US switches to hawk over Iranian threat
A Zelzal missile is launched in Iran.
America's defence chiefs have adopted a belligerent new tone over the possibility of carrying out a military strike against Iran.
In an interview with CBS on Monday, Secretary of Defence Leon Panetta said that the Iranians are at a point in the their nuclear programme where they can develop a bomb in a year or less.
He added that the Obama administration "shares the same concern" with Israel over the Iranian nuclear programme and that an Iranian bomb would be "unacceptable".
According to Mr Panetta, "the US does not want Iran to develop a nuclear weapon. That's a red line for us and that's a red line, obviously, for the Israelis. If we have to do it we will deal with it."
The Defence Secretary would not specify whether the US is planning a military strike but emphasised that "there are no options off the table".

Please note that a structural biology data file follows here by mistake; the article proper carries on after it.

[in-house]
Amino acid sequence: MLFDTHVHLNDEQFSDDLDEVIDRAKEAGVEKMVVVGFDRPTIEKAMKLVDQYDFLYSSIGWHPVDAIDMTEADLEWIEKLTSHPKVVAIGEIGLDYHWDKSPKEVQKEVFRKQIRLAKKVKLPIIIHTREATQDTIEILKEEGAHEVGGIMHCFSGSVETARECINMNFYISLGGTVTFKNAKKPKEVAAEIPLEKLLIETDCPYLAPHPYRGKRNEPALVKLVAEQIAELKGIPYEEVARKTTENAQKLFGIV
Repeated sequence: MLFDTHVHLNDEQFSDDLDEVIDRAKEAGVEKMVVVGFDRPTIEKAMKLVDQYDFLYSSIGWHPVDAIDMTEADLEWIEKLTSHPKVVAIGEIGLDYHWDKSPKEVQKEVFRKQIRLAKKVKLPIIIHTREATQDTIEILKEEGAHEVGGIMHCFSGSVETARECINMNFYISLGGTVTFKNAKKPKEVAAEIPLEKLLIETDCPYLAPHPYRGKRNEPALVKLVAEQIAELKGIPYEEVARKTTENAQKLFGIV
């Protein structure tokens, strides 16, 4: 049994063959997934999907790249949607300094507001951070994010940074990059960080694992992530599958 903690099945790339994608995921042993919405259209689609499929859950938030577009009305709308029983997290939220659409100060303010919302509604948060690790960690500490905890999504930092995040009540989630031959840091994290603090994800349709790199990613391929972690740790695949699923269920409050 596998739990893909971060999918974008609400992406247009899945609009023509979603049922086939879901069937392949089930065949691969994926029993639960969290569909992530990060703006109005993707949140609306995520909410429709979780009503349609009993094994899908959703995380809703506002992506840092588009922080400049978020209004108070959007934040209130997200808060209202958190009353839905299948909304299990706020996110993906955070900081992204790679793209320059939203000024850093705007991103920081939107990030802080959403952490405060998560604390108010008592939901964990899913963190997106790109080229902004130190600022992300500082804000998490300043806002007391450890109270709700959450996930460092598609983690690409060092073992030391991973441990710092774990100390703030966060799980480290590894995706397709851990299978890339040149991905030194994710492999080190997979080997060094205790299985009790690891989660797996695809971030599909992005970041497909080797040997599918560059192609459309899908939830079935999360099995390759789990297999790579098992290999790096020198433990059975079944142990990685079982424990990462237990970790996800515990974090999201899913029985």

US defence chief Leon Panetta now says "no options are off the table"
The head of the US military, Chairman of the Joint Chiefs of Staff General Martin Dempsey, was more specific in an interview with CNN on Tuesday.
He said that a military strike would be "executable if necessary", though he warned of a "miscalculation" that could cause "a tragedy for the region and for the world".
General Dempsey acknowledged that should Israel decide to attack Iran, there was no guarantee that it would give the US prior warning and that the US military was co-operating with the IDF to "establish some confidence on the part of the Israelis".
These forthright statements by Mr Panetta and General Dempsey signal a change in the US position. Previously, the American intelligence community believed that Iran was a few years away from assembling a nuclear bomb and Mr Panetta himself has warned against a military strike in recent months.
Senior officials in the Israeli defence establishment connected the shift in American policy to new intelligence passed on last week in meetings in Washington between Defence Minister Ehud Barak, President Barack Obama, National Security Adviser Tom Donilon, Mr Panetta and other senior American officials.